By Erin Beck
With no opposition, Shinnston City Council passed a resolution during their Oct. 11 meeting in opposition to Amendment 2, which is on the Nov. 8 General Election ballot.
Amendment 2, which would be added to the West Virginia Constitution, would authorize the Legislature to exempt business machinery, equipment and inventory, as well as vehicles, from property taxes. It would give the Legislature control over 27 percent of total property tax revenue – an estimated $515 million. The vast majority goes to county governments, municipal governments and school districts.
The resolution states, “Whereas, the City of Shinnston finds that the residents of the State of West Virginia, including the hardworking residents of Shinnston, will ultimately pay for the significant corporate tax cuts contemplated by the Legislature in anticipation of the passage of Amendment 2, such as new sales taxes, higher real property taxes, other fees, and/or a combination….,” and “the loss of funds could be catastrophic for the residents of West Virginia statewide by depriving them of sufficient essential services, such as police officers, emergency responders and educational needs.”
The resolution refers to the potential amendment as what could be “one of the most substantial changes to West Virginia’s Constitution in nearly 100 years.”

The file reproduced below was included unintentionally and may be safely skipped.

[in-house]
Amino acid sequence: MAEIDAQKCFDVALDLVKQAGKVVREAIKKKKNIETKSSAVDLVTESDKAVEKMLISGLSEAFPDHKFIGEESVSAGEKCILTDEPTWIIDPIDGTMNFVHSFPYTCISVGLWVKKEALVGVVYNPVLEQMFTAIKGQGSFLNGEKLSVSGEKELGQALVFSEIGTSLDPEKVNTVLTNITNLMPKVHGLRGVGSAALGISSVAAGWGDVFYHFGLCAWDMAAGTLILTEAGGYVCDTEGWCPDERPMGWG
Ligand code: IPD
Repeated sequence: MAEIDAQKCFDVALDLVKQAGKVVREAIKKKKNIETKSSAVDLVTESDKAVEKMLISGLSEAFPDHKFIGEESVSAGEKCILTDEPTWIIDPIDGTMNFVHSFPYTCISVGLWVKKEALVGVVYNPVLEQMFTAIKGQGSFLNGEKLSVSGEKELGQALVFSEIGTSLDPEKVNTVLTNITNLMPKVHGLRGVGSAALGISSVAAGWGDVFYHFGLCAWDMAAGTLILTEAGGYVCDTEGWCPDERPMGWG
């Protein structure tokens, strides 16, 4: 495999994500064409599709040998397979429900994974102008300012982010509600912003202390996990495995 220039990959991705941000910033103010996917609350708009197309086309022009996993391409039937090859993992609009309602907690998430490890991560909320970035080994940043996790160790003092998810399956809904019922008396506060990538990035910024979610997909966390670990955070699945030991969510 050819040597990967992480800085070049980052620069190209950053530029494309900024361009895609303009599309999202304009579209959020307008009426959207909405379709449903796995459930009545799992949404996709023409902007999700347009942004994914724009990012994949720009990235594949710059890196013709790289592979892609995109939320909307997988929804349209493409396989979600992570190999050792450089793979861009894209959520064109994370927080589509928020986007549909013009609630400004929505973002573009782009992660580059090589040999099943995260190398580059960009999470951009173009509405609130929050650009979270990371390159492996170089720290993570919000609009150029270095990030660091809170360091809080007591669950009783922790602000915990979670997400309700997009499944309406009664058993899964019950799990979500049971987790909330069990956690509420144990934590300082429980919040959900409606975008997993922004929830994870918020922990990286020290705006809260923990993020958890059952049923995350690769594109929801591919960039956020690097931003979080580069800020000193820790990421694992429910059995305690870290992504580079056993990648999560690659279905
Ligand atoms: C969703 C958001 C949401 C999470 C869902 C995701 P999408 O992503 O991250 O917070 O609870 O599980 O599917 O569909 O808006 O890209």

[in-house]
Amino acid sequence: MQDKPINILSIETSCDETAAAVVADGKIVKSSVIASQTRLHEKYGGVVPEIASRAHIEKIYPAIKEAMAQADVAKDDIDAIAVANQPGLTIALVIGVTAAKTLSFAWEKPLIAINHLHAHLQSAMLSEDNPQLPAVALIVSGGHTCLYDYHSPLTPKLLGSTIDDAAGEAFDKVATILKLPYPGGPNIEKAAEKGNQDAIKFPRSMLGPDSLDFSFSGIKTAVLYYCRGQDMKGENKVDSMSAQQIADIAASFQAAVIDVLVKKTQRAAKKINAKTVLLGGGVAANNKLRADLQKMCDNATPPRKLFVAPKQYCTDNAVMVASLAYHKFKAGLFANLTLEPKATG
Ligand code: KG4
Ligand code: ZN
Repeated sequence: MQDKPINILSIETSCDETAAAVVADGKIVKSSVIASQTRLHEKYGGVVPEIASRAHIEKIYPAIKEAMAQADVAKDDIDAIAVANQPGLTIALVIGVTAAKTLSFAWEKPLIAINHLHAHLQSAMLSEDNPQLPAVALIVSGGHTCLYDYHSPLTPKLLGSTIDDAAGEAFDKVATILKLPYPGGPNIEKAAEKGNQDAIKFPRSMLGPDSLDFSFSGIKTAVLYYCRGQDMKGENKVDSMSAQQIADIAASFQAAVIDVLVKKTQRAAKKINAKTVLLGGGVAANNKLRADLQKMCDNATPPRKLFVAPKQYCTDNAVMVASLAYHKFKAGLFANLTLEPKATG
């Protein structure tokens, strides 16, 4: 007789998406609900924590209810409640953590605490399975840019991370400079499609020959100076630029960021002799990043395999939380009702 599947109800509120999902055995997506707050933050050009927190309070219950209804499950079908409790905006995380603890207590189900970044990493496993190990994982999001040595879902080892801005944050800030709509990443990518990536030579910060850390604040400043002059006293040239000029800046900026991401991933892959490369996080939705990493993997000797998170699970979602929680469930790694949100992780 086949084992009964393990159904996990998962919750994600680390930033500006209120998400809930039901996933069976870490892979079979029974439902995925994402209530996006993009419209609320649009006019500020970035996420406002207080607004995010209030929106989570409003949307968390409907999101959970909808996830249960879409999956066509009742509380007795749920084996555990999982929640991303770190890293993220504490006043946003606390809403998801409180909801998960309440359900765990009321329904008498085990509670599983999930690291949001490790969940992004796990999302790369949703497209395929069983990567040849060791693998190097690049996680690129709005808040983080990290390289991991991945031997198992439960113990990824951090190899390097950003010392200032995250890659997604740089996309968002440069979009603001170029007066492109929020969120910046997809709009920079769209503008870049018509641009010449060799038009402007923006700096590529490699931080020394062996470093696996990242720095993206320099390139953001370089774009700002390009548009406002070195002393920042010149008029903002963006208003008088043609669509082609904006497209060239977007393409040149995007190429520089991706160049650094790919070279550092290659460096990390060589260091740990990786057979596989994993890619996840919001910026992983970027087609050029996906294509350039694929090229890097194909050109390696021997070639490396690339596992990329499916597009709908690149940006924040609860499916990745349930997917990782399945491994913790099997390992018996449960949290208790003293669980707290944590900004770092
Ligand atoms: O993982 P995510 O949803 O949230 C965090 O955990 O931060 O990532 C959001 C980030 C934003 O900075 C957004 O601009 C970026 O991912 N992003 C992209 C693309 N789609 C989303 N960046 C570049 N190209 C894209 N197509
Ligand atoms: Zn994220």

“It is not the place of Shinnston, West Virginia to tell registered voters how to vote on this issue,” the resolution states. “However, the City of Shinnston is committed to the well-being of its residents and visitors and, as such, seeks to inform the public of the potentially devastating and far-reaching impacts that Amendment 2 could have on public safety and local government services in Shinnston.”
According to the resolution, the City of Shinnston finds that passage would “decrease control of local levying bodies and transfer that control to the state by causing the removal of certain constitutional protections that allow these bodies to provide critical funding for law enforcement, fire protection, emergency medical services, and public education…”
The resolution also states that there is no consensus among lawmakers and the governor as to how that money for counties and cities could be replaced, and that replacing that money would require new legislation. While lawmakers who support the resolution say they would replace the lost revenue, they haven’t provided a clear plan for public review.
The resolution states that the loss of funding could “result in less services for residents and visitors to Shinnston, including fewer police officers, emergency responders, teachers and school personnel” and that “at this point, there is no clearly established plan to replace the funds for these important local services if personal property taxes upon which they rely are eliminated or reduced.”
The West Virginia Manufacturers Association, which supports the amendment, has said it would pave the way for business recruitment and retention, as well as put money back into the pockets of the state’s taxpayers, in part because the Legislature could choose to exempt personal vehicles from property taxes.
Governor Jim Justice, meanwhile, has said the amendment would provide the most benefit to big business, including out-of-state corporations, and the Republican governor also proposed that the vehicle tax could be singularly eliminated with a bill rather than a sweeping change to the state Constitution.
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